The thing about Obaachan and Jiichan is that they are old-fashioned and demanding, and between helping Obaachan cook for the workers, covering for her when her back pain worsens, and worrying about her lonely little brother, Summer just barely has time to notice the attentions of their boss’s cute son. But notice she does, and what begins as a welcome distraction from the hard work soon turns into a mess of its own.

Having thoroughly disappointed her grandmother, Summer figures the bad luck must be finished—but then it gets worse. And when that happens, Summer has to figure out how to change it herself, even if it means further displeasing Obaachan. Because it might be the only way to save her family.

Winner of the National Book Award

Date Added: 05/25/2017


Year: 2013

The Thing About Luck

by Cynthia Kadohata and Julia Kuo

Summer knows that kouun means “good luck” in Japanese, and this year her family has none of it. Just when she thinks nothing else can possibly go wrong, an emergency whisks her parents away to Japan—right before harvest season. Summer and her little brother, Jaz, are left in the care of their grandparents, who come out of retirement in order to harvest wheat and help pay the bills.

The thing about Obaachan and Jiichan is that they are old-fashioned and demanding, and between helping Obaachan cook for the workers, covering for her when her back pain worsens, and worrying about her lonely little brother, Summer just barely has time to notice the attentions of their boss’s cute son. But notice she does, and what begins as a welcome distraction from the hard work soon turns into a mess of its own.

Having thoroughly disappointed her grandmother, Summer figures the bad luck must be finished—but then it gets worse. And when that happens, Summer has to figure out how to change it herself, even if it means further displeasing Obaachan. Because it might be the only way to save her family.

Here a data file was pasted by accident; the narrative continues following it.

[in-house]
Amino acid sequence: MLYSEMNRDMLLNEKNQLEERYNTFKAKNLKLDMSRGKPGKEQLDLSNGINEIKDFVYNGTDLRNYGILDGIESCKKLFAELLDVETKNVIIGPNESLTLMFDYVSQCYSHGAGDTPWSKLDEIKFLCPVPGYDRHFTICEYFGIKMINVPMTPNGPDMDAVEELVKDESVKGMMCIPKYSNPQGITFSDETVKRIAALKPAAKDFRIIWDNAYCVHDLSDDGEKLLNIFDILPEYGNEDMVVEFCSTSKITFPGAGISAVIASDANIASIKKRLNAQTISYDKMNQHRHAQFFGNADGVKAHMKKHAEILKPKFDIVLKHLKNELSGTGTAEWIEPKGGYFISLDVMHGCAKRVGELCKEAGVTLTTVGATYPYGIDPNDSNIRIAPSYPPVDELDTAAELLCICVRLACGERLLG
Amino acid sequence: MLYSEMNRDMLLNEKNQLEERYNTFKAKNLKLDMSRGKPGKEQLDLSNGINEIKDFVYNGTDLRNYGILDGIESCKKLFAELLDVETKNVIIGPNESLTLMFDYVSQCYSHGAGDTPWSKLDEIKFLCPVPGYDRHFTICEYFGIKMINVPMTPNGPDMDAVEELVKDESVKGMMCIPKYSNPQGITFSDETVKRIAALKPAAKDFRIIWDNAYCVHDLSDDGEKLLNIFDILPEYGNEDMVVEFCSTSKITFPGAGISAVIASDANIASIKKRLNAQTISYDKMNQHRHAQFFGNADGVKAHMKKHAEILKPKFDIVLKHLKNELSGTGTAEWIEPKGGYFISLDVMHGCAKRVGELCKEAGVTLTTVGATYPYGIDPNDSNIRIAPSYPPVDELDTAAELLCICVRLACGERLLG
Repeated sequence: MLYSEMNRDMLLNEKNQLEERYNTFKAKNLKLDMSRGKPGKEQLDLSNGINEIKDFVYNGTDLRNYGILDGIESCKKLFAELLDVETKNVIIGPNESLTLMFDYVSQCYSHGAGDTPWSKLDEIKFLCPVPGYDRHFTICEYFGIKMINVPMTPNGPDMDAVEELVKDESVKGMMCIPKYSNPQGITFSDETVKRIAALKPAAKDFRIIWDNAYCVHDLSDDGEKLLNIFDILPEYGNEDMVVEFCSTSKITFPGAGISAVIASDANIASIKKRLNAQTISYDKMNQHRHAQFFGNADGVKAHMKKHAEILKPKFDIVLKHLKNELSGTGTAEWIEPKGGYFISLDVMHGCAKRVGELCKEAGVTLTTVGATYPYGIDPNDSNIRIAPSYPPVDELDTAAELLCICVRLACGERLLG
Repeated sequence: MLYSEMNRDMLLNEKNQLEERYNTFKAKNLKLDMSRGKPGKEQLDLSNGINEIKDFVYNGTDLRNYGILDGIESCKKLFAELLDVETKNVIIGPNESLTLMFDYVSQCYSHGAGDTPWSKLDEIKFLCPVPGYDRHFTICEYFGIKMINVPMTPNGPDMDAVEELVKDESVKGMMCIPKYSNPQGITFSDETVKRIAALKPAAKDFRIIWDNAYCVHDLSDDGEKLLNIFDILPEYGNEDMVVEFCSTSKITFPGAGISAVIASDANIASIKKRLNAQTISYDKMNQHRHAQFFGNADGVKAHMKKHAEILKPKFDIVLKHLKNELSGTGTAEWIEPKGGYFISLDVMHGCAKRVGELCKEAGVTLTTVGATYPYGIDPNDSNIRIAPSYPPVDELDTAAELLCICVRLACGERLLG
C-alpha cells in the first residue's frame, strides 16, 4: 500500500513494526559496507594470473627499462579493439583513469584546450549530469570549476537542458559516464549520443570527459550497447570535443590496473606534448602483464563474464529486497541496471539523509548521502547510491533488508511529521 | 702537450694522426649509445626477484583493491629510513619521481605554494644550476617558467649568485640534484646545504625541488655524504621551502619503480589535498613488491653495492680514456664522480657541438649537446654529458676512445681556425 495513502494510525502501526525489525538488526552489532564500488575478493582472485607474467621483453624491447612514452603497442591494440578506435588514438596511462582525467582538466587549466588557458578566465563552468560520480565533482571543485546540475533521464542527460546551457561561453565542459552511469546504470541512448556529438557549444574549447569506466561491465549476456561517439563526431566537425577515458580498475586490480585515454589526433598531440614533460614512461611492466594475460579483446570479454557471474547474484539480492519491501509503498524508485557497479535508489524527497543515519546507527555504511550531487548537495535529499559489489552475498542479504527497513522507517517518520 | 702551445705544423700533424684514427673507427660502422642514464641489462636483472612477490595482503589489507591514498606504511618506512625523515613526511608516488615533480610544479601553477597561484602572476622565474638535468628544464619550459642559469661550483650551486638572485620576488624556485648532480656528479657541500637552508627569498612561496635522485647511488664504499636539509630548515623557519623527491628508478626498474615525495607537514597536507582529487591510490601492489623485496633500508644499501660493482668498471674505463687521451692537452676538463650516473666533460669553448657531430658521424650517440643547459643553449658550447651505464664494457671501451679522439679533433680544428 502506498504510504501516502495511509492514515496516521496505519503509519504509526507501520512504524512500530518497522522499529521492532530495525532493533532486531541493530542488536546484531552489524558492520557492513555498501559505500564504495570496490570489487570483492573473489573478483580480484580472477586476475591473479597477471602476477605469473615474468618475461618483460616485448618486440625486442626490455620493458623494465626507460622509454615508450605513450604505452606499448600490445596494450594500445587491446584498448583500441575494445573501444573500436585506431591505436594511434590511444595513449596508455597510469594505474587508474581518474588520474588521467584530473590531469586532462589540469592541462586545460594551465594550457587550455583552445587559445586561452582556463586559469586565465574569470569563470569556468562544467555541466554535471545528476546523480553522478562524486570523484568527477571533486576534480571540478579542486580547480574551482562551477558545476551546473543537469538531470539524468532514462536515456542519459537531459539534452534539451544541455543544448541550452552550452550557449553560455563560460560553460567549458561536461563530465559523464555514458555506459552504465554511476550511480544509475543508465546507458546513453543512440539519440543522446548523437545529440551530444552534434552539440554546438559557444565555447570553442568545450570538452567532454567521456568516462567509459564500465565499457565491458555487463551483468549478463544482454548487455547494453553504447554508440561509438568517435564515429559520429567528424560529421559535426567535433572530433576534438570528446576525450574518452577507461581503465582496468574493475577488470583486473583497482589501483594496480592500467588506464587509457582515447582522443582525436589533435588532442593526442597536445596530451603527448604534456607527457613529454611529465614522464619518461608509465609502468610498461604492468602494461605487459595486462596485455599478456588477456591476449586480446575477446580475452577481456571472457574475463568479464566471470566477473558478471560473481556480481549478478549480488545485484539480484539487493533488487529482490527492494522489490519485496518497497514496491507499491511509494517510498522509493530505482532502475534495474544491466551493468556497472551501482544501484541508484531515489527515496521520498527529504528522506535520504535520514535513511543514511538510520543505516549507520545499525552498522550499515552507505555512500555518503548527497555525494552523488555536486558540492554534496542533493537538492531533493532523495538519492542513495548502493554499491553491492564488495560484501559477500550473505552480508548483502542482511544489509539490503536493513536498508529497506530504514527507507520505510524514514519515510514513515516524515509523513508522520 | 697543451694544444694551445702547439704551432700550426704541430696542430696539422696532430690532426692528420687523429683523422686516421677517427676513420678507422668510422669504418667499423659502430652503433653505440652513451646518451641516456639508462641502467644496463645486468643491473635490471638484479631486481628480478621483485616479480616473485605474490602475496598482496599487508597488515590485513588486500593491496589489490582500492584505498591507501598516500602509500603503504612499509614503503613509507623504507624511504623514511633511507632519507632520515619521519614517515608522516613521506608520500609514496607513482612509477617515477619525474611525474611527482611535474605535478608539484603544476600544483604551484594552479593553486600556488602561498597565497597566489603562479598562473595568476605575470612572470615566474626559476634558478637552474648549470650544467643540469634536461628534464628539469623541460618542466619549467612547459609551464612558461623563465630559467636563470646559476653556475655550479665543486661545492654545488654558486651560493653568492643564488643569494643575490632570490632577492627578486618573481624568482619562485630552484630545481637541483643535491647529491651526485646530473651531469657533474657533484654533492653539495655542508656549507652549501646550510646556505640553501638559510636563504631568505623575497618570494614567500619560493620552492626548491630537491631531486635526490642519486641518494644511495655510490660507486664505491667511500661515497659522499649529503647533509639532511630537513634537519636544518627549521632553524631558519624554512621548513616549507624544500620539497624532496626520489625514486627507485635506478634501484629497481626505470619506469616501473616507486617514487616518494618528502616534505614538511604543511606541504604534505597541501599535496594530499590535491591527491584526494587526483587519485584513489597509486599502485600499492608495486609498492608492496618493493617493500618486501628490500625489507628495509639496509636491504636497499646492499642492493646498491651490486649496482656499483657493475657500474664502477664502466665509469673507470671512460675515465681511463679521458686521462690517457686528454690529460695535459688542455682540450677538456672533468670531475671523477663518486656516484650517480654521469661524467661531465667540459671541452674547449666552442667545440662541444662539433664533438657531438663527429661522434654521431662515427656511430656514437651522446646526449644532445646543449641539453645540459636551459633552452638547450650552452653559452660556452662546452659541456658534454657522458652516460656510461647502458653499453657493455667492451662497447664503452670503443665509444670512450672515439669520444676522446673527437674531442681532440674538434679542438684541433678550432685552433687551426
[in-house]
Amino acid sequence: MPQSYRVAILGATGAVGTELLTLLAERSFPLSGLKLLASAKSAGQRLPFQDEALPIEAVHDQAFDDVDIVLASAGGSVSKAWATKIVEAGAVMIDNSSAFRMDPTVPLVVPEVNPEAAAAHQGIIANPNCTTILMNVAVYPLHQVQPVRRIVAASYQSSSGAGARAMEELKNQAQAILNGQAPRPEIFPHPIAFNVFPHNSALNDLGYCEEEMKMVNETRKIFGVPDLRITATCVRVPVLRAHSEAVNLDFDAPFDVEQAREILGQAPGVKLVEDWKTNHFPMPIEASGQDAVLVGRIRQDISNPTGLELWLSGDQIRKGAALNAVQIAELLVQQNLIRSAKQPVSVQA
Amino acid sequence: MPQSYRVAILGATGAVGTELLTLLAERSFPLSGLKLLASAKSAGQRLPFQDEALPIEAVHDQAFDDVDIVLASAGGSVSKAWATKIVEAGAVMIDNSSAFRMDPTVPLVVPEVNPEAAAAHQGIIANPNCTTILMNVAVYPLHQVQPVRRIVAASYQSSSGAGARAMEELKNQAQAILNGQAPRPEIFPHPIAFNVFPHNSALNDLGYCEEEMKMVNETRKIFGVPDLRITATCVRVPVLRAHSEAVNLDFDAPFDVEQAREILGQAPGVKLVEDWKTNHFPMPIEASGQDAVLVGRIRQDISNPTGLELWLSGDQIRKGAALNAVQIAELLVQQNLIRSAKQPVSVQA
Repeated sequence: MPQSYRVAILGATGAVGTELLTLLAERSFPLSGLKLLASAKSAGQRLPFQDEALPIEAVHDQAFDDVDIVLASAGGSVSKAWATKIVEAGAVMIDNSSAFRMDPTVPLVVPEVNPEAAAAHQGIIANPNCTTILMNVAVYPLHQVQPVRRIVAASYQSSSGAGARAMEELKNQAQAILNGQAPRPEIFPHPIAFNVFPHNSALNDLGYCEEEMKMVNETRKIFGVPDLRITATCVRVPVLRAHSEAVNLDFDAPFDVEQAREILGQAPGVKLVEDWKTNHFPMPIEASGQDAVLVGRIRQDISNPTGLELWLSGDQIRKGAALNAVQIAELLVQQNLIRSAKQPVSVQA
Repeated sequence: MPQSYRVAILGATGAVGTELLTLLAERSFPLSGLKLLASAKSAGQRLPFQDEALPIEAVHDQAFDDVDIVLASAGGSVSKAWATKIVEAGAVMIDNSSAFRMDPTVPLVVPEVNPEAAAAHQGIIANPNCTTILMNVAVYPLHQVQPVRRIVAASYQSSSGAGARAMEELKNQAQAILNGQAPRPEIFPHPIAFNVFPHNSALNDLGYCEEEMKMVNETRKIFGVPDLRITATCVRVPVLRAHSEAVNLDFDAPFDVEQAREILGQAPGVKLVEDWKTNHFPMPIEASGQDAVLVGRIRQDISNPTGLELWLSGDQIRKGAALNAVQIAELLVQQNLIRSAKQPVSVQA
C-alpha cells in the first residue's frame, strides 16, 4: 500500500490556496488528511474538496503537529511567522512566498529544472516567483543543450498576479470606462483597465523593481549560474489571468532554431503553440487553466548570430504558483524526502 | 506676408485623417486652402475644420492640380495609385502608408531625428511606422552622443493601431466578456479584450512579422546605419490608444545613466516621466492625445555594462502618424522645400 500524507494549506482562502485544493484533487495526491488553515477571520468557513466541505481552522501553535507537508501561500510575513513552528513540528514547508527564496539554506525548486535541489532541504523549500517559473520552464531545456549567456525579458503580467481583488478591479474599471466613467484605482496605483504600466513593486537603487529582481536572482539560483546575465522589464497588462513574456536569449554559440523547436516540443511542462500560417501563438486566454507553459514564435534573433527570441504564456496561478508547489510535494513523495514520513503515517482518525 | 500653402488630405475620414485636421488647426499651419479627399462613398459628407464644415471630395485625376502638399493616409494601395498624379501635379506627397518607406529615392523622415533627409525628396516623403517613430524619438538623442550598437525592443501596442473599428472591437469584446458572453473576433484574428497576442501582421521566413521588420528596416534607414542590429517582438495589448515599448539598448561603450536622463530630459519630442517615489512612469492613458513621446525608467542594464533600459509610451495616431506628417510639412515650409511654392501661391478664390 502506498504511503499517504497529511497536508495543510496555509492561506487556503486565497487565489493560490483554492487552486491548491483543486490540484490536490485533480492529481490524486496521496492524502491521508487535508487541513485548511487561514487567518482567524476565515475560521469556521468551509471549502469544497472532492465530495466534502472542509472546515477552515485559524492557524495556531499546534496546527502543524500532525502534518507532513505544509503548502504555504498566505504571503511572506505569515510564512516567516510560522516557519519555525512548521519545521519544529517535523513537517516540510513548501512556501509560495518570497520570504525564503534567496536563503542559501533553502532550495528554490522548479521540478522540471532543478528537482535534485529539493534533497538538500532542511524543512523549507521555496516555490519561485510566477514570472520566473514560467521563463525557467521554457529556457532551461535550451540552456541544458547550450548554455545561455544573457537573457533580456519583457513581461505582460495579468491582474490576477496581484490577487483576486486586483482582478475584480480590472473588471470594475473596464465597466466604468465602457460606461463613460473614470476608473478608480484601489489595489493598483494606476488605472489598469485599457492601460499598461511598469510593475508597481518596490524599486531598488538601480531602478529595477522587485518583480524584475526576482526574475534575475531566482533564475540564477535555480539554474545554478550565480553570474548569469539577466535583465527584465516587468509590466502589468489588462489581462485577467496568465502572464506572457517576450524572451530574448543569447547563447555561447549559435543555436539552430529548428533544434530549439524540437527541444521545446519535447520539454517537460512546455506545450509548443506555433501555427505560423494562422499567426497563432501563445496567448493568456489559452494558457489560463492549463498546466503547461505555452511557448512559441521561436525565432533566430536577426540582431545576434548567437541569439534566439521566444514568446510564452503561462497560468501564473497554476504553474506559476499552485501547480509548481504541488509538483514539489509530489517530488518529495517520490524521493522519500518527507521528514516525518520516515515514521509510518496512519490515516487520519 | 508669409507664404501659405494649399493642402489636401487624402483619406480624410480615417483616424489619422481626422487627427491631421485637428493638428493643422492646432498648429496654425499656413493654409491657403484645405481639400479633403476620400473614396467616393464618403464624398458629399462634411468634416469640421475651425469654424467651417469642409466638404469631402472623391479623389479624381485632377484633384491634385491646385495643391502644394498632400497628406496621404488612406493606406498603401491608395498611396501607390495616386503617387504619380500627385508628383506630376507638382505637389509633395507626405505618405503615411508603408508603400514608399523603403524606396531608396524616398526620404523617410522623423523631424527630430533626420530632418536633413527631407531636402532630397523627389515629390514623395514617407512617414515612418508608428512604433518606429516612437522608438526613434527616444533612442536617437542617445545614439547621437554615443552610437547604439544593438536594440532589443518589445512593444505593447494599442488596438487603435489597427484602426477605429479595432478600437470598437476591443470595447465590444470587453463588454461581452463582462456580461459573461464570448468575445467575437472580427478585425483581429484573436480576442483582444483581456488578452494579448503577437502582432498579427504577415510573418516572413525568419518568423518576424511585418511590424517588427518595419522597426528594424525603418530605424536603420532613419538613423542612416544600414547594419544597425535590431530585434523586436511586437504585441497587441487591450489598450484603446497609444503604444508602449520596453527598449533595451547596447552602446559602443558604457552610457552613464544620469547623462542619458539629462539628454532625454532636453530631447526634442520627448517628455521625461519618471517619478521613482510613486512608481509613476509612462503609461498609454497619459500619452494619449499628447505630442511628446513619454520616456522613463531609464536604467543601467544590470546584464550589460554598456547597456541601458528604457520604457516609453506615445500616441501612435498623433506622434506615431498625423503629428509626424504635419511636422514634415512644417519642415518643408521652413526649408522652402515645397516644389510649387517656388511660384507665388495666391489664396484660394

Winner of the National Book Award for Young People's Literature

Date Added: 05/25/2017


Year: 2013

Inside Out and Back Again

by Thanhha Lai

No one would believe me but at times I would choose wartime in Saigon over peacetime in Alabama.

For all the ten years of her life, HÀ has only known Saigon: the thrills of its markets, the joy of its traditions, the warmth of her friends close by...and the beauty of her very own papaya tree.

But now the Vietnam War has reached her home. HÀ and her family are forced to flee as Saigon falls, and they board a ship headed toward hope. In America, HÀ discovers the foreign world of Alabama: the coldness of its strangers, the dullness of its food, the strange shape of its landscape...and the strength of her very own family.

This is the moving story of one girl's year of change, dreams, grief, and healing as she journeys from one country to another, one life to the next.

Newbery Honor Book

Winner of the National Book Award

Date Added: 05/25/2017


Year: 2011

The Farthest Shore

by Ursula K. Le Guin

The National Book Award–winning third novel in the renowned Earthsea series from Ursula K. LeGuin.In this third book in the Earthsea series, darkness threatens to overtake Earthsea: The world and its wizards are losing their magic. But Ged Sparrohawk—Archmage, wizard, and dragonlord—is determined to discover the source of this devastating loss.Aided by Enlad’s young Prince Arren, Ged embarks on a treacherous journey that will test their strength and will. Because to restore magic, the two warriors must venture to the farthest reaches of their world—and even beyond the realm of death. With millions of copies sold worldwide, Ursula K. Le Guin’s Earthsea Cycle has earned a treasured place on the shelves of fantasy lovers everywhere, alongside the works of such beloved authors as J.R.R. Tolkien and C.S. Lewis.

Date Added: 05/25/2017


Year: 1973


Showing 1 through 25 of 37 results